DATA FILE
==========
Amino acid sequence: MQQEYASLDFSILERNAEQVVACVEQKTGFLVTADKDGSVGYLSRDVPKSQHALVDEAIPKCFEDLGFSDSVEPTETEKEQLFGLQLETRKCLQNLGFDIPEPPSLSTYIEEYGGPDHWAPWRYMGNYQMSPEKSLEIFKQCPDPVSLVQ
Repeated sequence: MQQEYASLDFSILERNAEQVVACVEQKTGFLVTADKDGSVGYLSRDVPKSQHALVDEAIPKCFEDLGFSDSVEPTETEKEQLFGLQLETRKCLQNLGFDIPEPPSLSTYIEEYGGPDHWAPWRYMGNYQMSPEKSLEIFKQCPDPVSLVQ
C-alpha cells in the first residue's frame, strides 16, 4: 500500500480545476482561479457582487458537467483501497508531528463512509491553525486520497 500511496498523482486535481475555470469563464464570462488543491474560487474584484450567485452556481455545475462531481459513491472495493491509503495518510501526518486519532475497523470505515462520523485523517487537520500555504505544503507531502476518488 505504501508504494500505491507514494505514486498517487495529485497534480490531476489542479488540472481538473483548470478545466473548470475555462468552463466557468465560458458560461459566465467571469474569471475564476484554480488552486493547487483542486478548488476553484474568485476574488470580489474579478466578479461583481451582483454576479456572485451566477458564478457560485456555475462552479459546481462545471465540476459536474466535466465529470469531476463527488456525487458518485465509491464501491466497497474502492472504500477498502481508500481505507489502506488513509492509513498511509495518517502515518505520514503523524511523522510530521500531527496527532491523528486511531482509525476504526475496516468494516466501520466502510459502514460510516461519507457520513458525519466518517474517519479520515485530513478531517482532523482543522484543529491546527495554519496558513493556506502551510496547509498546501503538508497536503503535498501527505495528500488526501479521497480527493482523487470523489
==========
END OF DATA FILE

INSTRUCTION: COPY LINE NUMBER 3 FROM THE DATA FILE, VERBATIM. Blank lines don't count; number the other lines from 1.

C-alpha cells in the first residue's frame, strides 16, 4: 500500500480545476482561479457582487458537467483501497508531528463512509491553525486520497 500511496498523482486535481475555470469563464464570462488543491474560487474584484450567485452556481455545475462531481459513491472495493491509503495518510501526518486519532475497523470505515462520523485523517487537520500555504505544503507531502476518488 505504501508504494500505491507514494505514486498517487495529485497534480490531476489542479488540472481538473483548470478545466473548470475555462468552463466557468465560458458560461459566465467571469474569471475564476484554480488552486493547487483542486478548488476553484474568485476574488470580489474579478466578479461583481451582483454576479456572485451566477458564478457560485456555475462552479459546481462545471465540476459536474466535466465529470469531476463527488456525487458518485465509491464501491466497497474502492472504500477498502481508500481505507489502506488513509492509513498511509495518517502515518505520514503523524511523522510530521500531527496527532491523528486511531482509525476504526475496516468494516466501520466502510459502514460510516461519507457520513458525519466518517474517519479520515485530513478531517482532523482543522484543529491546527495554519496558513493556506502551510496547509498546501503538508497536503503535498501527505495528500488526501479521497480527493482523487470523489